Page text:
Forest restoration in Tatra National Park

There are two forms of forest restoration: active forest restoration and passive forest restoration. With active forest restoration, people plant seedlings with the intention to speed up the restoration process. On the other hand, with passive forest restoration, people leave the forest on its own and natural processes set the speed and structure of restoration.

Almost 70 years ago, a long-term active tree line forest restoration program was launched in the Tatra National Park, Slovakia. After several centuries of forest exploitation, the management of the newly created Tatra National Park came to the decision to actively restore the tree line. The park management gradually banned commercial forestry and grazing in a large part of the park. In the next step, the park management planted systematically, year by year, thousands of seedlings in the previously logged and grazed areas.

Please also read: Tatra National Park

Complexity of the tree line forest restoration

A study of forest history, including pollen analysis, helped to restore the structure and species composition of mountain forest. This study also helped us to better understand to the previous extension of the tree line. That became a base for the long-term active tree line forest restoration program in Tatra National Park.

The park management in that time gradually removed all disruptive factors, such as grazing sheep, cows and horses and simultaneously started with the active tree planting. After decades, besides active tree planting, the natural succession also did a great job. Large areas all over the Tatra National Park got a new forest cover. That had a positive impact on the water regime, soil erosion and even partially on avalanche control. However, the most interesting was an opportunity to see and study the spontaneous natural processes, including dynamics and changes of vegetation and habitats.

Termination of the tree line forest restoration program

Ironically, the main reason to terminate the tree line forest restoration program in the 1970’s, were the changes caused by spontaneous natural processes. That was a time when the voices to make a step backwards and allow active grazing (also in the strict reserve) started to be more and more frequent. The reason for that shift in the management objectives, was to protect man-made biodiversity.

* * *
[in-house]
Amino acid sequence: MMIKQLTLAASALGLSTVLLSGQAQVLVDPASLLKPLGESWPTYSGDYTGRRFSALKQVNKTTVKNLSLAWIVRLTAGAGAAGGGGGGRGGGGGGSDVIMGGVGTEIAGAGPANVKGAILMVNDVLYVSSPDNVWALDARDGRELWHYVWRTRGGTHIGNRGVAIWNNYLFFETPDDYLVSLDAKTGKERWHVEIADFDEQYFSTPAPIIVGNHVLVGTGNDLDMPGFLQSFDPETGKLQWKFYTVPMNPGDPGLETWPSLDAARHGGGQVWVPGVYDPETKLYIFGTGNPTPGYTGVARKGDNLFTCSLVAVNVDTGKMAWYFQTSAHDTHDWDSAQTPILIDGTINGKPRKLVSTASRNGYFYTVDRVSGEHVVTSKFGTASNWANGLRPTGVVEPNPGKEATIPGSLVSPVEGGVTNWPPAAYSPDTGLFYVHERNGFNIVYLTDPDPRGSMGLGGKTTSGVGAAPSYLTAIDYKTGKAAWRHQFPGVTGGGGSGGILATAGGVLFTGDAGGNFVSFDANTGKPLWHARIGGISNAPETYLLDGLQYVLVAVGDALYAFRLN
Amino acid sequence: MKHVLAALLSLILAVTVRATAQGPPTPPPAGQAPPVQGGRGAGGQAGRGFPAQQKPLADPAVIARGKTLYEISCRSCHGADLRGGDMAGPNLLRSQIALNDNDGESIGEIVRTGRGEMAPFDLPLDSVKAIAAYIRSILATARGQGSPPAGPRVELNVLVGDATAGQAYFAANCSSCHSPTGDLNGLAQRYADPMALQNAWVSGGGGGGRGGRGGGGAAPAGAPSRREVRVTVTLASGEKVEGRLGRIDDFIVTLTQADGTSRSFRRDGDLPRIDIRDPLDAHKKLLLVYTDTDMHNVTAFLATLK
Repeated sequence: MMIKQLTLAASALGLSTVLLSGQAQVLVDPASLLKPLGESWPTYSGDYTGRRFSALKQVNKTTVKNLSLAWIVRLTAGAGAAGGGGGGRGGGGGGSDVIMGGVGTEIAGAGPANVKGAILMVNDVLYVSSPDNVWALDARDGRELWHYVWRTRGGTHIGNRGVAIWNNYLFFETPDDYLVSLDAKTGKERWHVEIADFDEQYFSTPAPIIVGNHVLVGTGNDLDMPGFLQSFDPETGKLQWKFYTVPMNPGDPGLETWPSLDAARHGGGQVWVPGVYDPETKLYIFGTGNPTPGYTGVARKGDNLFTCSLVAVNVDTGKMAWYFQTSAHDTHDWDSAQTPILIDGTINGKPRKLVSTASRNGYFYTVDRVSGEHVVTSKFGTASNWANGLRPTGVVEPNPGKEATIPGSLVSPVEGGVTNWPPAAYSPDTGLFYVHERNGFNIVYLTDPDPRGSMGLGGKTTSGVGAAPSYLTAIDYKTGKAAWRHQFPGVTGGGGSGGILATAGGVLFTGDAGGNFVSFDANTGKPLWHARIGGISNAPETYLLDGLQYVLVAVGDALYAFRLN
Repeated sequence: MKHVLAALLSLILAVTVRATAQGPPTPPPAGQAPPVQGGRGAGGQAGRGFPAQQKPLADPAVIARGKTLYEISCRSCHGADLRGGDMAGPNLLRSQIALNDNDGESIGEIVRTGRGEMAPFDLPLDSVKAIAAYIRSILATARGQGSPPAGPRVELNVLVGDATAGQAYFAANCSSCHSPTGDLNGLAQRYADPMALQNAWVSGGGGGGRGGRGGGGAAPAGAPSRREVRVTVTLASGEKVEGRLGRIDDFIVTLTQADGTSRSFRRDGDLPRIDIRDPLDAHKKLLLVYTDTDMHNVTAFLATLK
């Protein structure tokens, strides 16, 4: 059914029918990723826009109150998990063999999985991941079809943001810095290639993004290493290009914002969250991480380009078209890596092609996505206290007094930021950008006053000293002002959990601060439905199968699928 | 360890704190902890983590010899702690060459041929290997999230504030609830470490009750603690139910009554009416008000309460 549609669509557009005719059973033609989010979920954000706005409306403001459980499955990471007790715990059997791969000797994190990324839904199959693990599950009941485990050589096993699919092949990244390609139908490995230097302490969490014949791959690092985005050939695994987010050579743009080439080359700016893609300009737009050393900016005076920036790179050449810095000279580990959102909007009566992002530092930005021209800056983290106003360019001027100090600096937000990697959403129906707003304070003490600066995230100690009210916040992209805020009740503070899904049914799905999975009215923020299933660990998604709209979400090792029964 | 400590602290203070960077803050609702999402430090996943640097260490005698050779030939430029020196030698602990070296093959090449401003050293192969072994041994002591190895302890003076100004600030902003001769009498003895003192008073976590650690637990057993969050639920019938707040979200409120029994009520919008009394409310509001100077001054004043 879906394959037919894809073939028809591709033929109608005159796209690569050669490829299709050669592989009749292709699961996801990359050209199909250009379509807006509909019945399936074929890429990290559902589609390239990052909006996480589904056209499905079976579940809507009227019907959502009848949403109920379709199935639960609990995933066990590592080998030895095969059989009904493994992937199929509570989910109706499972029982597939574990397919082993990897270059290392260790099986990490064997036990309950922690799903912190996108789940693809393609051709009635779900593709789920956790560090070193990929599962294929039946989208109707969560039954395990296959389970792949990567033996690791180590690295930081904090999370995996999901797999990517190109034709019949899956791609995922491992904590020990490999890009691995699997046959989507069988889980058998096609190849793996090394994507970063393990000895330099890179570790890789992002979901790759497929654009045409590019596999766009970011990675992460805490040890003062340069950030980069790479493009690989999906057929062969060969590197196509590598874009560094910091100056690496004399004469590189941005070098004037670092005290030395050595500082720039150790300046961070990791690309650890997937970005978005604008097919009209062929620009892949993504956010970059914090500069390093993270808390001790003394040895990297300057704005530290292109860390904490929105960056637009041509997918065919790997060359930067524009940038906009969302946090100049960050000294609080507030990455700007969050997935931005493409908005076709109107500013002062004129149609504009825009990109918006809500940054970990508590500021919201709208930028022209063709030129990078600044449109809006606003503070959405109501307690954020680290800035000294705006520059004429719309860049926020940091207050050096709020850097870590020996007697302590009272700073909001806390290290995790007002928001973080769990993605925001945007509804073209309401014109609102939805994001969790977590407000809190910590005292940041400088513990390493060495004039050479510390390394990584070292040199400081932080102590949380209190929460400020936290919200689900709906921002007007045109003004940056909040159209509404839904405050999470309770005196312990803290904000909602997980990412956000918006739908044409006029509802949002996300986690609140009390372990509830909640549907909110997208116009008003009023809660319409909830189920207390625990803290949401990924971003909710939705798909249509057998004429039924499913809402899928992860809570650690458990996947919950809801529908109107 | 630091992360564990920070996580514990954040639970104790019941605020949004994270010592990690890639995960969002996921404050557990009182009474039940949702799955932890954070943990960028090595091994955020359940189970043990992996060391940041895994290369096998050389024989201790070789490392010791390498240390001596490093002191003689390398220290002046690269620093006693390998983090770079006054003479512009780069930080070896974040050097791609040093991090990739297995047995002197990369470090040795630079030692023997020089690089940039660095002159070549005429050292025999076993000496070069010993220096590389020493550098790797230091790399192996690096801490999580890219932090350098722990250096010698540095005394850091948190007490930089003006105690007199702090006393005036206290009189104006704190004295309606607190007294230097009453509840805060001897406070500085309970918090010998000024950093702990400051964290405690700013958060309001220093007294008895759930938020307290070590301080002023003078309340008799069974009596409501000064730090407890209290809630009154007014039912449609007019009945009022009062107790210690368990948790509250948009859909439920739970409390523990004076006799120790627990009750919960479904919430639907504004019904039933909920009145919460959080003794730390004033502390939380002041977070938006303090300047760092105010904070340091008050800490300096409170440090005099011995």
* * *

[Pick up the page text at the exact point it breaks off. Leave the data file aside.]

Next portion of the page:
This approach ignored the complexity of biodiversity and Wilderness concept. Biodiversity is not only the variety of plant and animal life in a particular habitat. An important aspect of biodiversity is habitat and ecosystem dynamic. Changes of the habitats and ecosystems, caused by the spontaneous natural processes, have consequences on species composition and biodiversity. This is often neglected, even today, when we are discussing the protection of natural processes.

Lessons learnt

The management of the Tatra National Park stopped the long-term active tree line forest restoration program after several decades. The result to stop the active tree line forest restoration was that all man-made restoration activities ceased to exist. Luckily, the new management strategy did not include removal of already planted trees (15-20 years old). Nevertheless, despite this decision the passive tree line forest restoration continued, as the restoration of active grazing never happened. Actively planted seedlings in the 1950’s and 60’s became a good starting point for passive forest restoration. Thanks to the follow-up passive forest restoration the tree line significantly changed in the following decades.

Since beginning of tree line forest restoration program the mountains landscape in the Tatra National Parks significantly changed as well. Large areas of tree line recovered and mugo pine, cembra pine and spruce trees occupy large areas. Nowadays, these mountain forest with open fragments display a new range of biodiversity, different from the biodiversity 60-70 years ago. As a result, it is more spontaneous, more dynamic, and more natural…

 

Vlado Vancura

Vlado Vancura is the Deputy Chairman and Director of wilderness of the European Wilderness Society and is based in Liptovsky Hradok, Slovakia.

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